As host, HMGCC found the perfect environment to host a cyber security challenge and it was within this environment that they managed to hide one of their challenges in plain sight; a swag pen with HEX characters forming the letters HMGCC. It took the better of an hour before officials had to announce that everybody should “search their tables for any foreign objects”. A pen had for each team member been placed on our desks overnight, and I personally (as well as everyone else) did not think any more of this until the hint was announced. Below is a photo of the pen.
Pen HEX values digitalised
The obvious first step was to digitalise the HEX values found on the pen. However, some of the letters and digits caused issues as it was hard to distinguish S and 5 from each other. Therefore, first attempt failed and my team mate Eed gave a helping hand by checking for typo’s. Below is the final digital printout which is the basis of the challenge.
A5 97 0E CD 3CF2A0 F3BFAF 2418FC E2 CB C906 6EBD 3A F2 CA B972E5CB9 72 EA 59 70 ECD 3C F2 A0 F3 BF AF 24 18 FC E2 CB C9 06 6E BD 3AF2CA B972E5 CB972E
With the HEX values captured, an initial conversion from HEX to ASCII was attempted using asecuritysite’s ASCII, Hex, Base-64 and Binary convertor. The results did not return 100% positive. However, the ASCII conversion gave away that the HEX values had been duplicated. At this moment, we got stuck and the time presure with other challenges due made us decide on utilising one of our free hints (hint disclosed in next section).
We did not have enough time to program anything during the challenge, thus the above website was used for analysis and conversion from HEX to ASCII. After the challenge, I decided that it would be interesting to script a solution and below code snippet shows how it could have been done using Python 2.7.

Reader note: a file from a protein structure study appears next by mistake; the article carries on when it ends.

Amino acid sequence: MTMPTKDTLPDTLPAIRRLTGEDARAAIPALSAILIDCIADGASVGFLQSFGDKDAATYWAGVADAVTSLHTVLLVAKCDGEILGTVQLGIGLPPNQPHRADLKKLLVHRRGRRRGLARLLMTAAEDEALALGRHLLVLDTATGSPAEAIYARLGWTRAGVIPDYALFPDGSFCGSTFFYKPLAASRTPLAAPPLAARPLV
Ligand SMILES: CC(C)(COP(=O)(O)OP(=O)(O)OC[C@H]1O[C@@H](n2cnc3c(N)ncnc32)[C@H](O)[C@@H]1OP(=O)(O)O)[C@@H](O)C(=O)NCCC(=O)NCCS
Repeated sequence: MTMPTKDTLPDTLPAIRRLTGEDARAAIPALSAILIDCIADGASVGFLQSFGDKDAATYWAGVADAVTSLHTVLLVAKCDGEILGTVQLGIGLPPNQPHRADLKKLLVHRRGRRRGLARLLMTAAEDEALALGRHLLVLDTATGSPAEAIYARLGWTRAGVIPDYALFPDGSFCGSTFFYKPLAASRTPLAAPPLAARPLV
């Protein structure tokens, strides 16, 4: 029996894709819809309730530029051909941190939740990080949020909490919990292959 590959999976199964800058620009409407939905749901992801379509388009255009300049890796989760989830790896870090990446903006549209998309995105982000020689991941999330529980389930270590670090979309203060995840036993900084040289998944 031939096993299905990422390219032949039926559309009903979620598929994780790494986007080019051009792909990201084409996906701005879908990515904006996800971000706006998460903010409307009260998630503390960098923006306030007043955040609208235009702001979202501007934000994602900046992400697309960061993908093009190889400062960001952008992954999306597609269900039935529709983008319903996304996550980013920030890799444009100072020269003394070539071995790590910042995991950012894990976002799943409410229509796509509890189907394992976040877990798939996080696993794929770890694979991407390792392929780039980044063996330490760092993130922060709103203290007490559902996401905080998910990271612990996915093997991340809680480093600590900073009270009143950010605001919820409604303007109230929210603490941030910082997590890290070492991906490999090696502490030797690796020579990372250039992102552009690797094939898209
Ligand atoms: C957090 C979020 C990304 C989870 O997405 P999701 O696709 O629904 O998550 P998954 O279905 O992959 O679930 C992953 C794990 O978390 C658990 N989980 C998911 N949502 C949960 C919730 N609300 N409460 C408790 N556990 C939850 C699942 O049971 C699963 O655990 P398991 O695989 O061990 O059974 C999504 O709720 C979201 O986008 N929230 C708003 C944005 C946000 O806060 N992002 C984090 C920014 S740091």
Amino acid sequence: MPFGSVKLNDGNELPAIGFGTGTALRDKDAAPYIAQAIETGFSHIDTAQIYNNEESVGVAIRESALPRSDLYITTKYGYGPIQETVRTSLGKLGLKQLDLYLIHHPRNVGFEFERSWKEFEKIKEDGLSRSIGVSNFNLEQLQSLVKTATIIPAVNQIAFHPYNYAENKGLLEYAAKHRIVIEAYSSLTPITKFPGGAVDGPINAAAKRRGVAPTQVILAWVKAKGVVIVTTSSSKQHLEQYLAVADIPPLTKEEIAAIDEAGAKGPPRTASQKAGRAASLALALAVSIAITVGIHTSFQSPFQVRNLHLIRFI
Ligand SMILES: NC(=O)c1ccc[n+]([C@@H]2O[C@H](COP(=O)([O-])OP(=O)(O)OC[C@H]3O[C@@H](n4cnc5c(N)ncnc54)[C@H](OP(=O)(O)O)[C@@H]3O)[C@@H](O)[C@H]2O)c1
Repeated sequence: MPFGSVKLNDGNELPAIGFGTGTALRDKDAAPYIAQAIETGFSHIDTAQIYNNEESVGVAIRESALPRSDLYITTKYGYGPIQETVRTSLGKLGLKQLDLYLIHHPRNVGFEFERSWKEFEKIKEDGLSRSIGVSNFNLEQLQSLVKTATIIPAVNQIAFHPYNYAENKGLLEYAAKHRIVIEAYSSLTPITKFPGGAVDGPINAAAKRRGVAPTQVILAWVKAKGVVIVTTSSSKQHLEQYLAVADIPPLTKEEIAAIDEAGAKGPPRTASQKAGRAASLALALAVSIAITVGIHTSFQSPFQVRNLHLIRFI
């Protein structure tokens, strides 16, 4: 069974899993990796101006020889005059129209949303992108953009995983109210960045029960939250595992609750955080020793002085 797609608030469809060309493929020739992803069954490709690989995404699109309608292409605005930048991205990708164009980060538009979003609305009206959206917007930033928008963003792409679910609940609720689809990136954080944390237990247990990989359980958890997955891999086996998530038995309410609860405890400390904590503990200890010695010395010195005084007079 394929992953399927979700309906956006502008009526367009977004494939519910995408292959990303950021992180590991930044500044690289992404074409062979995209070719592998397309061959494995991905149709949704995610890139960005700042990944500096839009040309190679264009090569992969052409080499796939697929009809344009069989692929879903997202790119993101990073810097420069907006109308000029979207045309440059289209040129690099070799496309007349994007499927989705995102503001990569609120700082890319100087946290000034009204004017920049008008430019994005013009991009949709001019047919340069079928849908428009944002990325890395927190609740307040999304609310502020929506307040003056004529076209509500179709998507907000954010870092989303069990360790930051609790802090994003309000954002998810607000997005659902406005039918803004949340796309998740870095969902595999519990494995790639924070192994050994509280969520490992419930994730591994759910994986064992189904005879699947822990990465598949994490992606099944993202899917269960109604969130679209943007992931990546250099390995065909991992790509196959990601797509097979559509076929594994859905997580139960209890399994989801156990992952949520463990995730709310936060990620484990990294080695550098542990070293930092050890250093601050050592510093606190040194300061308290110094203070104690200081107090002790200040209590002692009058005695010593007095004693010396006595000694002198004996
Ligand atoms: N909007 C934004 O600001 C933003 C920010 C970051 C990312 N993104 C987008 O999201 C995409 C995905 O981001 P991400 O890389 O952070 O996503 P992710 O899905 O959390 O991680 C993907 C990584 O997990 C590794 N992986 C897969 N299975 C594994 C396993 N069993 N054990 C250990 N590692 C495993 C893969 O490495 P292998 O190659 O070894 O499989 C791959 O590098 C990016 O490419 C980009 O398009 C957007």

import binascii hex = """ A5 97 0E CD 3CF2A0 F3BFAF 2418FC E2 CB C906 6EBD 3A F2 CA B972E5CB9 72 EA 59 70 ECD 3C F2 A0 F3 BF AF 24 18 FC E2 CB C9 06 6E BD 3AF2CA B972E5 CB972E""" hex = hex.translate(None, ' \n') #remove whitespace and newlines print "Hex in ASCII\t",binascii.unhexlify(hex) print "Count of bytes:",len(hex)/2, "bytes\n"
Hex in ASCII ���<��$����n�:�ʹr�˗.���<��$����n�:�ʹr�˗. Count of bytes: 56 bytes
As mentioned before, the data duplication can be seen above by the repeating pattern of �ʹr�˗. in the middle and at the end of the HEX string. Effectively, the HEX stream can be cut in half or in its entirety. I leave it thus expect the result to come out twice when solved. Double the points, right? :)
Being under time pressure, we decided to leave two team mates working on other challenges, while me and Eed continued with help from the new hint.
Hint (spoilers and solution below)
As time progressed, we decided on utilising one of our free hints. It turned out, that we had already passed the first two hints prepared by the officials and we could therefore only get the last one. Mixed feelings, as it meant we had gotten really close, but if we couldn’t make use of the hint then time would have been wasted.
You are waiting for the hint, aren’t you?
Ok, so the hint is simply SMS
We did not know what to make of it, but raced to Google and started searching for SMS decoders and quickly discovered an Online SMS PDU Decoder. This site takes HEX values as input and convert data-streams into readable SMS text messages. Win?! Sadly not, a dead end and we returned to research further into SMS protocols.
At this moment, we still didn’t really know if we had decoded the HEX values correctly, but the duplicated values pointed in the right direction. Thankfully, it didn’t take long till we discovered GSM 03.38, a 7-bit GSM alphabet which could have been used to generate the hidden message.
From the online conversion on asecuritysite, each HEX value had already been converted to binary and we simply copied this manually into a text editor and began deciphering by cutting the bit stream into chunks of 7.
Below is a snippet of the manual process which was used to positively produce the correct answer. HURRAY!
Binary HEX ASCII 1010010 52 R 1100101 65 e 1100001 61 a 1101100 6C l . . . . 1110100 74 t 1110101 75 u 1110010 72 r 1100101 65 e
Fully automated using Python 2.7 and the bitstring module.
import bitstring binaryString = bin(int(hex,16)) bytes =  b = bitstring.BitArray(binaryString) for byte in b.cut(7): #cut bytestream into chunks of 7-bytes print chr(int(byte.bin,2)) #conv datatypes and print bin>int>char
R e a l i s e y o u r c y b e r f u t u r e . . . . . . . R e a l i s e y o u r c y b e r f u t u r e . . . . . . .
Browsing to HMGCC’s website, have a look at the top left logo and picture with a similar quote. Picture linked below.
Thanks to HMGCC for the challenge, now to the second pen that was handed out by the end of the Face to Face challenge :)